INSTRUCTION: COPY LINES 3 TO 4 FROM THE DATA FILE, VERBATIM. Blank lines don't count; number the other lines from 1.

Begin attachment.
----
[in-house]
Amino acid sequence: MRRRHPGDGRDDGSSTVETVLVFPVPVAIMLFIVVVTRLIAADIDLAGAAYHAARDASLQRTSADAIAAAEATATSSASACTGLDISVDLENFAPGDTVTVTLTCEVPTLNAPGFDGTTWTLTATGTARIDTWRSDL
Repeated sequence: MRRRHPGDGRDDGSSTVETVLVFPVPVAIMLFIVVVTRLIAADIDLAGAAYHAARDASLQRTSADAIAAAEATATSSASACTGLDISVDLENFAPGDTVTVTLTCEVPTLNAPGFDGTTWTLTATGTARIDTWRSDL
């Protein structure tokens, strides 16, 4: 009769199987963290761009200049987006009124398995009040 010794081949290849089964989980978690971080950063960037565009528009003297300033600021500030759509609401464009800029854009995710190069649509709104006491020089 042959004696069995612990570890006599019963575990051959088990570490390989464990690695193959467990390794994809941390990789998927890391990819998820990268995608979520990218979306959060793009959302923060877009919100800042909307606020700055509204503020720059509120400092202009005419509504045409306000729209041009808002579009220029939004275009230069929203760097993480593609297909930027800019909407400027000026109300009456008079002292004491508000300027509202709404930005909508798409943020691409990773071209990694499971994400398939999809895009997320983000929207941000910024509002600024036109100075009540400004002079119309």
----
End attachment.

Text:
Repeated sequence: MRRRHPGDGRDDGSSTVETVLVFPVPVAIMLFIVVVTRLIAADIDLAGAAYHAARDASLQRTSADAIAAAEATATSSASACTGLDISVDLENFAPGDTVTVTLTCEVPTLNAPGFDGTTWTLTATGTARIDTWRSDL
């Protein structure tokens, strides 16, 4: 009769199987963290761009200049987006009124398995009040 010794081949290849089964989980978690971080950063960037565009528009003297300033600021500030759509609401464009800029854009995710190069649509709104006491020089 042959004696069995612990570890006599019963575990051959088990570490390989464990690695193959467990390794994809941390990789998927890391990819998820990268995608979520990218979306959060793009959302923060877009919100800042909307606020700055509204503020720059509120400092202009005419509504045409306000729209041009808002579009220029939004275009230069929203760097993480593609297909930027800019909407400027000026109300009456008079002292004491508000300027509202709404930005909508798409943020691409990773071209990694499971994400398939999809895009997320983000929207941000910024509002600024036109100075009540400004002079119309």